As some of you may know I have been working on a masters degree in Technical Communication for about eight thousand years now. Happily I’m on my last class – an independent study course – and finishing up the menial tasks required to receive approval in the form of a very expensive and official piece of paper. I might actually frame this diploma – I’m not even sure where my undergrad one is…
Despite the required work still to be done on my final class, I don’t actually have to be in a classroom this semester so it feels very much like… well, like I’m free! And so I’ve turned my attention to some things I’ve wanted to do for awhile but have put on hold: photography, dance, social media meetups, beer meetups, dating, cleaning my house, having a dog. And reading. I love to read but have put most fiction (and the enjoyable non-fiction) aside in exchange for journal articles and seemingly endless text books. I am SO pleased to be able to read for fun again and over the last couple months have made it through a stack of great books, many of which had been waiting for quite awhile.
|Fall of Giants
Ken FollettHis latest book, the first in what will apparently be a trilogy. Follett wrote one of my favorite books of all time, Pillars of the Earth. This book wasn’t as good as that one, but it had a similar feel to it and wasn’t nearly so crappy as his Pillars follow-up, World Without End. I’ll definitely be on the lookout for the second in the trilogy.
Bill BrysonAnother of my favorite authors, Bryson has the ability to write about nothing in a completely entertaining and absorbing way. This non-fiction book has the pretense of talking about The Home as the chapters are broken into discussion on the origins of various rooms of the house. However Bryson meanders far beyond those rooms with random stories from different time periods, countries and contexts and yet ties them all up in a beautiful bow.
|How We Decide
Jonah LehrerThis book I stole from my brother and therefore had to read on a deadline so I could return it the next time I saw him. Another non-fiction book, this one is part economics, part scientific study on how we make our decisions. From the basic – what’s for lunch? – to the instinctual – which open receiver should the quarterback throw to? – this book looks at it all. Interestingly, I read Katie Couric’s The Best Advice I Ever Got at the same time, which unintentionally provided a fascinating counterpoint in consideration of our major life decisions – those we make in light of the advice of others and sometimes against our own better judgment.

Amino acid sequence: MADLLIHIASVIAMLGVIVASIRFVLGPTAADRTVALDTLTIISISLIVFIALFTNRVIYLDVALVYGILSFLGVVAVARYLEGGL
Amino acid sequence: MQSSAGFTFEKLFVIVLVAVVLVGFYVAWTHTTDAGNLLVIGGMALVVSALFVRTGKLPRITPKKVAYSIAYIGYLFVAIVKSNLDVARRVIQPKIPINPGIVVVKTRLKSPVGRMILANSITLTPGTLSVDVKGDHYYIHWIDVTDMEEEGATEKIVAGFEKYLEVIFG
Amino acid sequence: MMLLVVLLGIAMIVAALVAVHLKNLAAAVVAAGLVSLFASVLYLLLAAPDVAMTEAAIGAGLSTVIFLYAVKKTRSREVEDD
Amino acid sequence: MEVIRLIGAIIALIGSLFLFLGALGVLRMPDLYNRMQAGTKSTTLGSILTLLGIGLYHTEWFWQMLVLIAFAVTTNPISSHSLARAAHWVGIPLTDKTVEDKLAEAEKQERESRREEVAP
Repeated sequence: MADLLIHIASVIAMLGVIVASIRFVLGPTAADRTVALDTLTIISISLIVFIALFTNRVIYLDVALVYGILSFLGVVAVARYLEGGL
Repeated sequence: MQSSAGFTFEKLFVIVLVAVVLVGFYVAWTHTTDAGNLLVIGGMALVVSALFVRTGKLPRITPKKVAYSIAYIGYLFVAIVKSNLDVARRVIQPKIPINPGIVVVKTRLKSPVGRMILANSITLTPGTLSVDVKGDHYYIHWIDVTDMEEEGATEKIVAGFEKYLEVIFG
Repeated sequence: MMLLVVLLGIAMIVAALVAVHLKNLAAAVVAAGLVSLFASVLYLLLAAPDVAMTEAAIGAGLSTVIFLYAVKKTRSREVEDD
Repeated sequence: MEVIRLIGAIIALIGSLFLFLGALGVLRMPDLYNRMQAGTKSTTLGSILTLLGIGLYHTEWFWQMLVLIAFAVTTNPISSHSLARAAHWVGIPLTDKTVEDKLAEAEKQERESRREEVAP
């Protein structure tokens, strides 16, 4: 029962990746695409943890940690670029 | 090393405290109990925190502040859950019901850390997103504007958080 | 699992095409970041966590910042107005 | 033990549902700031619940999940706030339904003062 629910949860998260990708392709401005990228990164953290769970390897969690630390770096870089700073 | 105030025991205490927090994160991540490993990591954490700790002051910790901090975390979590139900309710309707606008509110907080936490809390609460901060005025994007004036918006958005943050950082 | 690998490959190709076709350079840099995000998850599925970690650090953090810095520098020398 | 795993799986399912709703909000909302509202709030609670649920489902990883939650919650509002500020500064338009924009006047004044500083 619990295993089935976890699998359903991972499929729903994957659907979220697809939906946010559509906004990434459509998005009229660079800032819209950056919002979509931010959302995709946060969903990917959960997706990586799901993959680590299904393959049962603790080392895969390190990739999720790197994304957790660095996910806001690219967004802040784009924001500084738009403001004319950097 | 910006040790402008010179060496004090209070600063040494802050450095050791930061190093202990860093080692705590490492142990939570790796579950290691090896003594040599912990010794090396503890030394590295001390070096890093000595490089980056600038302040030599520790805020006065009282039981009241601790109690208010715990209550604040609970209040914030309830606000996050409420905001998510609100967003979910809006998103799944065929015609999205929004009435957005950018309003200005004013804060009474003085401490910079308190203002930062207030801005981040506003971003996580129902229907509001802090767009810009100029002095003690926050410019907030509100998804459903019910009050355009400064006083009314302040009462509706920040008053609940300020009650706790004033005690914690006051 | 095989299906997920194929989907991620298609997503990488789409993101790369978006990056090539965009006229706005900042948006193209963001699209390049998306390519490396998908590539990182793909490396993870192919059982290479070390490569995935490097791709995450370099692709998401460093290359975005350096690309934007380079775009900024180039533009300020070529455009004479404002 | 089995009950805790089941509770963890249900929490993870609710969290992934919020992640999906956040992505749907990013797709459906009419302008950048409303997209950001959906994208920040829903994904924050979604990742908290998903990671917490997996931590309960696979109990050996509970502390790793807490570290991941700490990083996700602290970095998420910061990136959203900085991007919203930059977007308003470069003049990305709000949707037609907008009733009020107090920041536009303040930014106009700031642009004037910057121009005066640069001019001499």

|The Moon is a Harsh Mistress
Robert HeinleinThis one had been sitting on my bedside table for some time and initially I did have a hard time getting into it. A sci-fi novel, this book takes place on a futuristic moon colony, fighting for its independence and trying to establish its own government. The political development is very much libertarian, which if I were ever going to argue about politics (which I don’t want to) is the way I would argue. I really enjoyed it and found myself well wrapped up in the characters and success of their little culture.
Joss Whedon (and others)I may have had this book (a graphic novel specifically) waiting for a year. Seriously, it was ridiculous. But once I opened it I couldn’t put it down. Once again I am reminded that everything Joss Whedon does is brilliantly fun and entertaining and this story of a vampire slayer in a new generation was enthralling. I need to find more.
|The Eyre Affair
Jasper FfordeI headed to the family lake house in Canada this summer and, as usual, could not possibly pack enough books to last me the week. Happily the cottage has hundreds of books in shelves all over the house and I stumbled on the second book in this series, Lost in a Good Book. Once I discovered my error I bitterly regretted reading them out of order but was too busy being excited that I had found a new author I loved to get too angry. On a side note, I’ve never read Jane Eyre, so this book has also prompted me to read the classic which I downloaded for free to my iPhone. Copyright finally pays off!
Recently, my friends Sarah, Des and I decided that we would start our own club of sorts – a group that meets monthly and talks about books, music, current events, the meaning of life and other general stuff. We totally stole the idea from some other friends of ours who are far cooler than we are (if you can imagine that?!) but we’re super-excited to do our own thing. We’re now on our third meeting/book and it has gone better than I could have hoped. Since we take turns picking the book each month I’m already pondering what my next pick will be – there are so many great things to read!
Ok, my nerdiness has now overwhelmed even me. Only thing left to do is publish this post and go read in bed.
I wish I had time to read more things. I’d be very interested in learning how Lehrer’s How We Decide is similar and different to Dan Ariely’s Predictably Irrational.
I want to read them ALL, especially Jane Eyre and then The Eyre Affair, so whatever you pick will be AWESOME. Horray bookclub!